The Ministry Guidelines suggest that tribunals do not have a responsibility to translate all documents which are filed.

[21] In addition, Staff referred us to administrative decisions in which panels declined requests to order translation of documents (Decision No. 691 04, [2005] O.W.S.I.A.T.D. No. 480 at addendum para. 5; Re Pierre Emond, Armel Drapeau, and Jules Bossé, unreported oral decision and reasons of the New Brunswick Securities Commission, dated May 10, 2011 (“Re Pierre Emond”)).

[22] In the alternative, Staff submits that it is reasonable and necessary to limit French-language rights pursuant to section 7 of the FLSA, supra to exclude the Respondent’s request because of the nature of the document as evidence. Staff argues that evidence should not be altered in any way. Staff submits that this approach is consistent with the rules for criminal proceedings (Criminal Code, R.S.C. 1985, c. C-46, s. 530.1(g)) and was approved by the Ontario Court of Appeal in R. v. Simard, [1995] O.J. No. 3989 at para. 33.

[23] With respect to procedural fairness, Staff submits the onus is on the applicant to establish actual prejudice to her right to make full answer and defence. Staff says in the criminal context there is no duty on the Crown to translate evidence into the language of the accused. Staff relies on Rodrigue, supra for the proposition that the Crown has met its disclosure obligations once it has disclosed all relevant evidence in the language in which it exists (at paras. 50 and 51).

[24] More recently in R. c. Potvin, [2004] O.J. No. 2550 at para. 39, a case cited by the Respondent, the Ontario Court of Appeal confirmed that there was “no automatic right to translation of documents filed at a trial”.

[25] Staff says the Panel has discretion to order translation of documentary evidence where it is satisfied the Respondent has demonstrated actual prejudice to her right to make full answer and defence.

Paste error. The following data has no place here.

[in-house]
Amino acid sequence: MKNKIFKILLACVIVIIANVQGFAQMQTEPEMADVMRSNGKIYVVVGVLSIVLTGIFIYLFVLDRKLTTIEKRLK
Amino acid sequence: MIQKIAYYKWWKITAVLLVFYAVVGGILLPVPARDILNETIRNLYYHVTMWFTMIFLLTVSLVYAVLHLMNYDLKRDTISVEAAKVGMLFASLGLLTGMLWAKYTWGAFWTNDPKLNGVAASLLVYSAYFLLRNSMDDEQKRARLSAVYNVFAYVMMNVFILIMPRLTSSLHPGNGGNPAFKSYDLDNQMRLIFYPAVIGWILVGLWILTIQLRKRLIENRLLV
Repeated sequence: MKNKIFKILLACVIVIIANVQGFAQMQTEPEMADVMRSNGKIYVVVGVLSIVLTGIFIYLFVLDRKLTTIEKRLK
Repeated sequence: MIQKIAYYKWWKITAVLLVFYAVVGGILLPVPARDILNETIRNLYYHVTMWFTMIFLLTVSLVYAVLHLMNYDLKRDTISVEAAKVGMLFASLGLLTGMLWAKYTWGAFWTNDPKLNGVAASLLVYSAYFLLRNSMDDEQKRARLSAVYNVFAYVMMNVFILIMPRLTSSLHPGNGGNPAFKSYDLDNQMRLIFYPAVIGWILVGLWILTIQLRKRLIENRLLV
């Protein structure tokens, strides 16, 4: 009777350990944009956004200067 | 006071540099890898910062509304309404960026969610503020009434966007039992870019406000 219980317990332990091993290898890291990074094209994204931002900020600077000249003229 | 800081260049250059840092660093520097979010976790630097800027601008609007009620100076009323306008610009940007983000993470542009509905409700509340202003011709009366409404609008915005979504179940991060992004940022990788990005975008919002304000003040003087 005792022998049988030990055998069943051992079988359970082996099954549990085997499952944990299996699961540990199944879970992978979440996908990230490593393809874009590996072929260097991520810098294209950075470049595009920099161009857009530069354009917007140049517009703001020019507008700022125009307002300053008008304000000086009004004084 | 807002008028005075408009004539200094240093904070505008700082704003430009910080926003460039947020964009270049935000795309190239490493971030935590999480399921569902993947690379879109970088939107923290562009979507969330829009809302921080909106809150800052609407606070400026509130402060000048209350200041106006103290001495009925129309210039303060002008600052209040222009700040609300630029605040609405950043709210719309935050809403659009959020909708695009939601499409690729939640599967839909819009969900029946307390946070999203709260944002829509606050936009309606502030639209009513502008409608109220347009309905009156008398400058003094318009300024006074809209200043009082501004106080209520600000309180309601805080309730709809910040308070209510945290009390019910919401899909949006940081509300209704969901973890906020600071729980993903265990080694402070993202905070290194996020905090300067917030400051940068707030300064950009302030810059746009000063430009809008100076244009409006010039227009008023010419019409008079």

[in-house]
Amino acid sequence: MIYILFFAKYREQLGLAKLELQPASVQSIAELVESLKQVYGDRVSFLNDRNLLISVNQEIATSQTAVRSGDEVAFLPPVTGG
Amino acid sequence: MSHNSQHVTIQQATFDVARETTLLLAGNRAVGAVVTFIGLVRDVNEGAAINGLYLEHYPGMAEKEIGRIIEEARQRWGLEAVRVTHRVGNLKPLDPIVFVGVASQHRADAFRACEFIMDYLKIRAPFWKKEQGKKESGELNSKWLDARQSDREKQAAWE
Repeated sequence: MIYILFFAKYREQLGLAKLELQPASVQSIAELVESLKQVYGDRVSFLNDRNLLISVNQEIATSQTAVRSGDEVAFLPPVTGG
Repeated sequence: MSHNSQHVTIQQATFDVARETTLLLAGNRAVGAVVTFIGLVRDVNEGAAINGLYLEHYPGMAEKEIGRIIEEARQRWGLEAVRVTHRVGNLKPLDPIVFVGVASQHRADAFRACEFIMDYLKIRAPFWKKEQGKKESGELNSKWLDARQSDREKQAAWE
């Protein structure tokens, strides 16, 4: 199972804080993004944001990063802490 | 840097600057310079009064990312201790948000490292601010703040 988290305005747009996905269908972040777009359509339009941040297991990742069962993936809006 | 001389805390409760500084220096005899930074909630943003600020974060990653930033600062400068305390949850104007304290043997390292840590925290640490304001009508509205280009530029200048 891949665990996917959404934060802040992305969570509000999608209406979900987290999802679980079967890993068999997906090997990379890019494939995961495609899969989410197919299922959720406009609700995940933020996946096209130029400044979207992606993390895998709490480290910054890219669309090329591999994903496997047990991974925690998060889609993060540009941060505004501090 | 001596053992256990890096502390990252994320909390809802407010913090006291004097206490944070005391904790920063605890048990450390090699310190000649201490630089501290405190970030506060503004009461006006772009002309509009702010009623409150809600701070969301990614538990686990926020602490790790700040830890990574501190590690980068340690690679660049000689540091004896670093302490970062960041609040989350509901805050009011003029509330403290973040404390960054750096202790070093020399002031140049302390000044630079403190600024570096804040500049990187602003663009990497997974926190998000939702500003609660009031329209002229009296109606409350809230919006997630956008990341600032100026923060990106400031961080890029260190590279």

3. The Law

[26] In Beaulac, supra, a criminal case, the Supreme Court of Canada (the “SCC”) stated that “[l]anguage rights must in all cases be interpreted purposively, in a manner consistent with the preservation and development of official language communities in Canada” (at para. 25).

[27] The Respondent appears to rely on the Charter for the existence of language rights applicable to this case. Subsection 16(1) of the Charter, supra states:

English and French are the official languages of Canada and have equality of status and equal rights and privileges as to their use in all institutions of the Parliament and government of Canada. [emphasis added]

 

[28] With respect to services, subsection 20(1) of the Charter, supra states:

Any member of the public in Canada has the right to communicate with, and to receive available services from, any head or central office of an institution of the Parliament or government of Canada in English or French, and has the same right with respect to any other office of any such institution where
  1. there is a significant demand for communications with and services from that office in such language; or
  2. due to the nature of the office, it is reasonable that communications with and services from that office be available in both English and French. [emphasis added]

[29] These Charter provisions establish that language rights and privileges are bestowed in relation to communications to and from institutions of Parliament and the government of Canada. There are similar Charter provisions applicable to institutions of the legislature and government of New Brunswick (Charter, supra, subsections 16(2) and 20(2)). There no such provisions applicable to institutions of the government of Ontario. However, the Charter does note the authority of provincial legislatures “to advance the equality of status or use of English and French” (Charter, supra, subsection 16(3)).

[30] In Ontario, one example of the advancement of linguistic rights is the FLSA. The preamble of the FLSA, supra acknowledges a desire to preserve the French language for future generations and to guarantee its use in institutions of the government of Ontario. In Lalonde v. Ontario (Commission de restructuration des services de santé), [2001] O.J. No. 4767 at para. 143 (“Lalonde”), the Ontario Court of Appeal held that the underlying purposes and objectives of the FLSA included the protection of the minority francophone population and the advancement of the French language and promotion of its equality with English.